3 min read
Mom guilt, blame and feelings of frustration are completely normal when dealing with a child who has been diagnosed with a communication disorder, or ANY disorder for that matter.
The normal questions like, “what could I have done differently,” “am I to blame,” “does it ever get better” are consistent thoughts that the parents of my clients have all voiced to me throughout the years.
Instead of focusing on kids, I’m going to write this blog for YOU.
Yes, you – mom, dad, grandma, grandpa, friend, aunt, uncle, etc. YOUR feelings matter and in order for your child to thrive, you have to be ok!
I know this is just one more thing you have to add to your busy, hectic schedule, but trust me, it’s important.
I’m a huge fan of therapy and always suggest my families attend together, but also separately. The process of having a child assessed, diagnosed and then in treatment can be hard for everyone. Hard on the parents, hard on other family members, and hard on marriages.
I know this may sound odd, but you will also go through the process of grief. Not everyone goes through these stages in order and some people might not go through each and every stage.
1. Denial and isolation is a common defense mechanism that buffers the immediate shock of the loss, numbing us to our emotions. We block out the words and hide from the facts. This is the first stage after being in shock.
2. Anger emerges as the masking effects of denial and isolation begin to wear, reality and its pain re-emerge. We are not ready. Not ready to accept the diagnosis or consequence of the diagnosis. The intense emotion is deflected from our vulnerable core, redirected and expressed instead as anger. The anger may be aimed at inanimate objects, complete strangers, friends or family. You may even direct the anger at your child, even though you don’t mean to.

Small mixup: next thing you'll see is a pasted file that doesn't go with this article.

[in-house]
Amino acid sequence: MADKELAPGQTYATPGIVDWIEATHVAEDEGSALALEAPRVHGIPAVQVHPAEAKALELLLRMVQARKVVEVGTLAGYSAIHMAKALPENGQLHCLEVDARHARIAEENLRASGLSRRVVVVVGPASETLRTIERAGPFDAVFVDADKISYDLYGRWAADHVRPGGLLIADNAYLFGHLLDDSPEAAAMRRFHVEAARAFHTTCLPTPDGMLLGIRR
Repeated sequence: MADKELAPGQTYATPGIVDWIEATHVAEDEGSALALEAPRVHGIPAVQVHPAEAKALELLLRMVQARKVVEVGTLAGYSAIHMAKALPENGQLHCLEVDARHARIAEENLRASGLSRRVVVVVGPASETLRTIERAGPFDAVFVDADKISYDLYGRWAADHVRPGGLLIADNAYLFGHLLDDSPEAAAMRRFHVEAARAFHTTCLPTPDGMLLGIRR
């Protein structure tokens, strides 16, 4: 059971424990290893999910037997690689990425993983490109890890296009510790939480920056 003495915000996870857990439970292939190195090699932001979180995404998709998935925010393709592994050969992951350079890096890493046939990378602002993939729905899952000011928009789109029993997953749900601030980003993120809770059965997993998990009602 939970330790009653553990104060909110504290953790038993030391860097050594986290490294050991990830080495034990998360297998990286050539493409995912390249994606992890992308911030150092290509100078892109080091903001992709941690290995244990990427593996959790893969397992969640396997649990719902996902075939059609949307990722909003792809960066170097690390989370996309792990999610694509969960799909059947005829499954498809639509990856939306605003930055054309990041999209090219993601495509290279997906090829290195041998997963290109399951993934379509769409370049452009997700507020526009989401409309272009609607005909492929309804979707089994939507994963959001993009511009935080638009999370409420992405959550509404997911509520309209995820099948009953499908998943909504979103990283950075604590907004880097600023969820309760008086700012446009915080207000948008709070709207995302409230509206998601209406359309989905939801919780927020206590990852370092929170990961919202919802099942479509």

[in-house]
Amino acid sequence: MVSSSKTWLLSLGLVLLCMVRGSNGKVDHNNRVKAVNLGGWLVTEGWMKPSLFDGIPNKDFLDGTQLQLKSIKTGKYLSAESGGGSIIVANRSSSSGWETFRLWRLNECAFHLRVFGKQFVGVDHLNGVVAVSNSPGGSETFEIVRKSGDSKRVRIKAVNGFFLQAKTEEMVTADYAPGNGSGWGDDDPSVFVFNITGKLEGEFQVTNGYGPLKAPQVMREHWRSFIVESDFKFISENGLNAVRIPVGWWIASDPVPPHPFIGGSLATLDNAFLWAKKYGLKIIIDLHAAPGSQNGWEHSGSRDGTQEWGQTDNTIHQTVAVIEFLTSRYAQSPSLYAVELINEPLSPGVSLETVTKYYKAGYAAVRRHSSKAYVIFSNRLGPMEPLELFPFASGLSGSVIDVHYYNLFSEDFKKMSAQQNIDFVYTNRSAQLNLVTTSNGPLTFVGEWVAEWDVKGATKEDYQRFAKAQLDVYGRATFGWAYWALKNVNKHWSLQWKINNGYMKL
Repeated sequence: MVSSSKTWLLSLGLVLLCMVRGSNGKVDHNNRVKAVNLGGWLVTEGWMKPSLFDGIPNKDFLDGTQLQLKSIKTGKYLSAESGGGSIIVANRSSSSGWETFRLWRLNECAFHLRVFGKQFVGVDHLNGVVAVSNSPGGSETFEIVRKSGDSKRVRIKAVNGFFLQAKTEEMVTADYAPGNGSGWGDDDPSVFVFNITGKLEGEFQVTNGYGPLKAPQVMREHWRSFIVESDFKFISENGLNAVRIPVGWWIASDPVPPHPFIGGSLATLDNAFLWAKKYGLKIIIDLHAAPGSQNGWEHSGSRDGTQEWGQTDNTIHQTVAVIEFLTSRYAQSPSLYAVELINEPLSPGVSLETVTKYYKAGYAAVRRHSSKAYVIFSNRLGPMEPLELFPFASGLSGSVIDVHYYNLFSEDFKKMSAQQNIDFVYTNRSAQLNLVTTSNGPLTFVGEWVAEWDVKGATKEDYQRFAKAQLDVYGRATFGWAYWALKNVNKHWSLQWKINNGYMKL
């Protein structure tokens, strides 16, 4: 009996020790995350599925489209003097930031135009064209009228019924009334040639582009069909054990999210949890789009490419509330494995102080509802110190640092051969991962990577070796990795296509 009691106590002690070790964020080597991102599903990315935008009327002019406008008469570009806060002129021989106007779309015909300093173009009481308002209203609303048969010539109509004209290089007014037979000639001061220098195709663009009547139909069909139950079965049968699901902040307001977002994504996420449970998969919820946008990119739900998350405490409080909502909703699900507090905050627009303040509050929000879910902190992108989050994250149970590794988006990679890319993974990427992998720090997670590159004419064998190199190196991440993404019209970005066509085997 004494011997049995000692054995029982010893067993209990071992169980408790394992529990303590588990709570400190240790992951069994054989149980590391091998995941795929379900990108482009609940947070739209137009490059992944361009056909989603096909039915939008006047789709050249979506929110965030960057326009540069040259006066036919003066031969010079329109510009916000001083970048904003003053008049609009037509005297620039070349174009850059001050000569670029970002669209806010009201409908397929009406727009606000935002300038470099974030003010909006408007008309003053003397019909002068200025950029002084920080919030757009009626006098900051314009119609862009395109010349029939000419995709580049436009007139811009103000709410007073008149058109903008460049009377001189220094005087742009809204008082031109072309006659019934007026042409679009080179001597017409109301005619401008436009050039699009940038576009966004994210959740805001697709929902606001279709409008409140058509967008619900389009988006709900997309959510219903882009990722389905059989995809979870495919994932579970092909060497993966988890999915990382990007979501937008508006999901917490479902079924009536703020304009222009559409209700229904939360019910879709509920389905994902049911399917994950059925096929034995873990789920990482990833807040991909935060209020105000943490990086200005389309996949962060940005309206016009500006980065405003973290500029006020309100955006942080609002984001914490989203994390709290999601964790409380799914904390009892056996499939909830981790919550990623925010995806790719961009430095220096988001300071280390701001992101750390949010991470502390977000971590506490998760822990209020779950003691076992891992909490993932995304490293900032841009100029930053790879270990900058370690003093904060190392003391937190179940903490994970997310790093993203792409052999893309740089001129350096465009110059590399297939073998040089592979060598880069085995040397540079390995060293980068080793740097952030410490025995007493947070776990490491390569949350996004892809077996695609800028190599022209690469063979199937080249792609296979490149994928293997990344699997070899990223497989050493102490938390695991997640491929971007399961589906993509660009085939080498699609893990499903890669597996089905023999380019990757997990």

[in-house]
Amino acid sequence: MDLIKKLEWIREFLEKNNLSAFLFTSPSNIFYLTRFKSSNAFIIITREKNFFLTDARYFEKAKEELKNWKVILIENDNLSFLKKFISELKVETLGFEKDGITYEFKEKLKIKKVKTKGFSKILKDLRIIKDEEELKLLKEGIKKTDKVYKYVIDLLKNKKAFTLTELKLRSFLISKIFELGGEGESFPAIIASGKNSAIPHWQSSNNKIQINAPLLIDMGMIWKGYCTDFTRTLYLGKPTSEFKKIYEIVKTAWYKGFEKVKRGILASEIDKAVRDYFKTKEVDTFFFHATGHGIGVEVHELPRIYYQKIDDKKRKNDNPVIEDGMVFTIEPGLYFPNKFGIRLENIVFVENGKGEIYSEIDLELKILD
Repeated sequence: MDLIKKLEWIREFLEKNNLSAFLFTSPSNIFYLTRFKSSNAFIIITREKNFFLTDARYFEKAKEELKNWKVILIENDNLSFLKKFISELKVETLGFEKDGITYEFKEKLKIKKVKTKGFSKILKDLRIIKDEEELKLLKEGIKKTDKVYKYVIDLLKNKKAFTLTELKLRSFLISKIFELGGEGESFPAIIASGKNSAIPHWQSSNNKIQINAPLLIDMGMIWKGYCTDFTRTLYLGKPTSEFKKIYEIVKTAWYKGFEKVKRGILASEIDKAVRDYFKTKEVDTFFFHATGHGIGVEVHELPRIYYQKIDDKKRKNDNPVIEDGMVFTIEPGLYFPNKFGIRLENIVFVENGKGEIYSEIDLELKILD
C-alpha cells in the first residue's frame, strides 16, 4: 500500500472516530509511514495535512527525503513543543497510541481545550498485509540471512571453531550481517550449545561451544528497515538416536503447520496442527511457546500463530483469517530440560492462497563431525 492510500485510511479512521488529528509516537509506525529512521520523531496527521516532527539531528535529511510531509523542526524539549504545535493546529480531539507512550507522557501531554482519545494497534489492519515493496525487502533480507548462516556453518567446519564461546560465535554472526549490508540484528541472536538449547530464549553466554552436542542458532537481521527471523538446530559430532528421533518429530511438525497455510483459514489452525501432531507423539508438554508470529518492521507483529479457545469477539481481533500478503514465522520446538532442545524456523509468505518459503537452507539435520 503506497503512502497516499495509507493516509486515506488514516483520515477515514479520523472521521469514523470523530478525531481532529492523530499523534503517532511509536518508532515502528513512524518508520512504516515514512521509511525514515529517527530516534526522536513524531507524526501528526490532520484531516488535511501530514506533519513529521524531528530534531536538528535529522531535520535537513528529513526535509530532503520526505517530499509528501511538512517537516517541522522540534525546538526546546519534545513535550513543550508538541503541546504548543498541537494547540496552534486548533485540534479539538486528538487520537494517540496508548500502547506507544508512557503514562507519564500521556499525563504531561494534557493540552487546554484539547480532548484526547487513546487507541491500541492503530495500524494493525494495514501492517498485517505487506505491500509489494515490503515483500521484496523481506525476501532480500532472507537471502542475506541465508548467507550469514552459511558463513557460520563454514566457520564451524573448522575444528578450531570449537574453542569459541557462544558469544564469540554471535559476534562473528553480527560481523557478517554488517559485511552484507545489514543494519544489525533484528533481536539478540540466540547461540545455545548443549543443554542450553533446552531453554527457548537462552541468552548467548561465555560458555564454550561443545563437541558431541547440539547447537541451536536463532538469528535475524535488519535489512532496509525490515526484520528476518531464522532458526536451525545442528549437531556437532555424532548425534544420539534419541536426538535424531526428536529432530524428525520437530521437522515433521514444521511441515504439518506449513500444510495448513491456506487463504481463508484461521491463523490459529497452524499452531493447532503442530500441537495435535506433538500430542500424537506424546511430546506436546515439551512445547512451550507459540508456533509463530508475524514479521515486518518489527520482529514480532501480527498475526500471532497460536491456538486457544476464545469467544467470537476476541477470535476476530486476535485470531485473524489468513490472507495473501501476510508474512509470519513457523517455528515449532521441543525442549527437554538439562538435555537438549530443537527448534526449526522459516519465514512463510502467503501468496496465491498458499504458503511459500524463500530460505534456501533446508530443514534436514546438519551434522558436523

3. Bargaining is the normal reaction to feelings of helplessness and vulnerability is often a need to regain control through a series of “If only” statements, such as:
4. Depression is a common stage, but you may not even realize that you are going through it. Things that you used to love and enjoy, don’t matter much anymore. Everything your child does might make you sad. The good thing is that through counseling, you will most likely progress through this stage quicker than those who don’t seek help.
5. Acceptance is the last stage of grief, that some people don’t get to. You understand that your child is facing, tackle it head-on, and do what you need to do as a family to make your child successful.
A licensed therapist will be able to help you through all of these feelings and emotions.
I’m not sure where you all live, but make sure you ask your speech therapist or doctor for support group information. This is important for your child to attend, but also for you. They may have groups that are adults only and some where your child can attend and be with other kids that are like them.
This gives you a place to talk to others who are in the same position and feeling the same emotions as you are. It gives both you and your child a place to belong and vent without sounding crazy or irrational.
When I was in college, my peers and I ran an Aphasia support group at our college. This disorder occurs after a severe stroke. We had one week where just the patients came to discuss their feelings and thoughts, but we also had a monthly meeting for family members.
It was amazing to see the growth of the clients, but also the family members. They seemed full of hope by the time our sessions were complete. Sometimes … hope is all you need! I promise it will get better. You will see progress, even the smallest victory is still a victory. Try and focus on the good because it will outweigh the bad!!
Leave them in the comments or send them to firstname.lastname@example.org!